Geometric Singularities in Finite Element Problems

Categories:
Figure 1: Equations that drive geometric singularities

A singularity in math is not a good thing. It is something that some mathematicians spend their careers dealing with, especially for differential equations. Since Finite Element Analysis (FEA) is all about solving differential equations, numerical singularities can show up in models due to the geometry that the underlying differential equations are asked to describe. These singularities, the occurrence of singular points – locations at which some solution quantity (usually stress or strain) fails to converge to a finite value upon mesh refinement, can not just lead to the wrong results, they can keep models from solving.

However, most users of FEA tools are not familiar with singularities and the fact that certain locations in a model may produce results that are unreliable, even when the model is perfect in every other way.

Figure 2 Convergence difficulties due to geometric singularities in a simple FEA problem

PADT’s Alex Grishin has studied the problem of geometric singularities in Finite Element Problems from a mathematical and practical standpoint and has been kind enough to sum it all up for us in the PowerPoint below. As Alex points out in his background slide, there are lots of resources on what to do with singularities in your model when your model fails to converge, but few help users understand where and why geometric singularities occur.

A Detailed Look at Singularities

Inside the deck you will find:

  • Background on Singularities in FEA
  • A Definition of Mesh Convergence
  • A Definition of Geometric Singularities
  • A Deep Dive Into the First Type of Geometric Singularities, Divergence of Primary Solution Variables in Reduced-Order Elements
  • A Deep Dive Into the First Type of Geometric Singularities, Divergence of Primary Solution Variable Derivatives in Reduced-Order Elements
  • A Look at Geometric Singularities in Ful-Order Elements
  • Suggested Remedies
  • A Summary and Some Closing Thoughts

This presentation is an example of the technical expertise that PADT’s engineers bring to the table when customers partner with us for support and training for their Ansys software or for simulation consulting services. We are not just pushing buttons and looking at the results. Our team brings a fundamental understanding of engineering principles, mathematics, and physics to help meet your company’s simulation needs.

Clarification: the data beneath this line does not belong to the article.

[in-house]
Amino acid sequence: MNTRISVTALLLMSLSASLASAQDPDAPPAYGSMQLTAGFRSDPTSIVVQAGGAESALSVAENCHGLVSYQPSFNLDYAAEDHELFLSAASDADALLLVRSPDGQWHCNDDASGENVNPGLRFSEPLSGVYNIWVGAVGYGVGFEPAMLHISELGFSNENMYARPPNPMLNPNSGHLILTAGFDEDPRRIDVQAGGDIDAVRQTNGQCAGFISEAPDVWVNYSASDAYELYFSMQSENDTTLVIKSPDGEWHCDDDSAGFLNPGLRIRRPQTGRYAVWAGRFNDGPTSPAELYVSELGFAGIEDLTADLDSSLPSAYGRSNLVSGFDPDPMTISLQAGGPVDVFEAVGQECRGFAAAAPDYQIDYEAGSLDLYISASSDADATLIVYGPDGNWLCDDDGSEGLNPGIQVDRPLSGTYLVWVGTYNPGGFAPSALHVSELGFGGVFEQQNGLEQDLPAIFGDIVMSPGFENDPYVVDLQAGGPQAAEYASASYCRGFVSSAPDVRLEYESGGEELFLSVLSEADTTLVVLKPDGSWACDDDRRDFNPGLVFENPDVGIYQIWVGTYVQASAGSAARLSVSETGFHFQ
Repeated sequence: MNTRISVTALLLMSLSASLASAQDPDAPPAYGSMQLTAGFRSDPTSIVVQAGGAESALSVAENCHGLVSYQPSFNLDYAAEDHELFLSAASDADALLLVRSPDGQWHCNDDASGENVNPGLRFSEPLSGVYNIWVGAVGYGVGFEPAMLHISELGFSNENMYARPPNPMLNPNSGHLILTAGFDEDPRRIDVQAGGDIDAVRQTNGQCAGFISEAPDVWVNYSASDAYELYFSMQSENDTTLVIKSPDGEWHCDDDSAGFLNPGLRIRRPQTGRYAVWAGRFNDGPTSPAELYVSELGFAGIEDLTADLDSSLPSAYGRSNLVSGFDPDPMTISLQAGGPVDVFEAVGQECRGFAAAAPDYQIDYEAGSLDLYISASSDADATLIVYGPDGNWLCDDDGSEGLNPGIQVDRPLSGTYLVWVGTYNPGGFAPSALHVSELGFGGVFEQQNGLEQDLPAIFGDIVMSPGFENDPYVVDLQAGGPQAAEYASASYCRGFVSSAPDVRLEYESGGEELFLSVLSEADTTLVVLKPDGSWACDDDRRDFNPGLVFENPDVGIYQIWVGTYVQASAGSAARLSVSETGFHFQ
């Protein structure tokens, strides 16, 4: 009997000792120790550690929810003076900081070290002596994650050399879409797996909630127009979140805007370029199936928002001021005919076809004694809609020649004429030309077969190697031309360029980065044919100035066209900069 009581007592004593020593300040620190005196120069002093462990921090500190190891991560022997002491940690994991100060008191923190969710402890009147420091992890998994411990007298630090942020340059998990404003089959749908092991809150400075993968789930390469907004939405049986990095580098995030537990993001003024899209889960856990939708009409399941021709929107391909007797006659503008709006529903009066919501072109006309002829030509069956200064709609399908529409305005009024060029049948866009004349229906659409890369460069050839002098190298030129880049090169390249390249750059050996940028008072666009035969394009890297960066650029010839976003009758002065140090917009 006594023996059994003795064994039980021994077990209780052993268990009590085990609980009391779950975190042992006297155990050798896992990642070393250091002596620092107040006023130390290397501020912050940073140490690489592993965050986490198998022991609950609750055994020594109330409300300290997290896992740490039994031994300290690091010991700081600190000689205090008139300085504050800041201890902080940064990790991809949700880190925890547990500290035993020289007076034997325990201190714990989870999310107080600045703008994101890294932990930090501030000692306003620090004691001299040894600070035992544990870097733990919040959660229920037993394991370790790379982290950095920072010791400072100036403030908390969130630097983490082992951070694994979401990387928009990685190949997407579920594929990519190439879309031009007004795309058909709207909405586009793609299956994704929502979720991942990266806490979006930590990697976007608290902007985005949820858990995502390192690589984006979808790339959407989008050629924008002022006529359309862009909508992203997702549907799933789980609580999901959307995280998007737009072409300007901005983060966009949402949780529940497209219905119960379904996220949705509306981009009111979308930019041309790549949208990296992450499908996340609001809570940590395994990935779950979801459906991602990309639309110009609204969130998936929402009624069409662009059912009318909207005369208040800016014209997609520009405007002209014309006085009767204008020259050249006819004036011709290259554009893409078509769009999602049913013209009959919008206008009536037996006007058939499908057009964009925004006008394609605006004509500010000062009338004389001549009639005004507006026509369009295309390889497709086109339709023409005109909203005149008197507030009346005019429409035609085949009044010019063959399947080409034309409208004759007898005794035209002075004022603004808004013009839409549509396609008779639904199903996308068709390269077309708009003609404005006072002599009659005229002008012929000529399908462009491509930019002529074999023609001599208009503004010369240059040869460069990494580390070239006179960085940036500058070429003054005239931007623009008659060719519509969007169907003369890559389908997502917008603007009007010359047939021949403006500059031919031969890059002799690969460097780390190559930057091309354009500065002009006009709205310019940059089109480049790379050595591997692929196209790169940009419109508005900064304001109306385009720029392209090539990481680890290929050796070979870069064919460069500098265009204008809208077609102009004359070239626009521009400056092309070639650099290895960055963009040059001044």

Figure 3: typical locations of geometric singularities

Get Your Ansys Products & Support from the Engineers who Contribute to this Blog.

Technical Expertise to Enable your Additive Manufacturing Success.

PADT’s Pulse Newsletter

Keep up to date on what is going on at PADT by subscribing to our newsletter. Every month we share news about PADT, our partners, and our customers. We also share links to useful information on simulation, product development, and 3D Printing.  Sign up, and let's stay in touch.


By submitting this form, you are consenting to receive marketing emails from: . You can revoke your consent to receive emails at any time by using the SafeUnsubscribe® link, found at the bottom of every email. Emails are serviced by Constant Contact

Share this post:

Upcoming Events

07/18/2024

Stratafest - Denver, CO

08/05/2024

2024 CEO Leadership Retreat

09/09/2024

Turbine Engine Technology Symposium 2024

09/10/2024

New Mexico Tech Summit 2024

09/12/2024

Rocky Mountain Life Sciences Investor & Partnering Conference

09/13/2024

Rocky Mountain Life Sciences Investor & Partnering Conference

10/23/2024

PADT30 | Nerdtoberfest 2024

Search the PADT Site

Contact Us

Most of our customers receive their support over the phone or via email. Customers who are close by can also set up a face-to-face appointment with one of our engineers.

For most locations, simply contact us: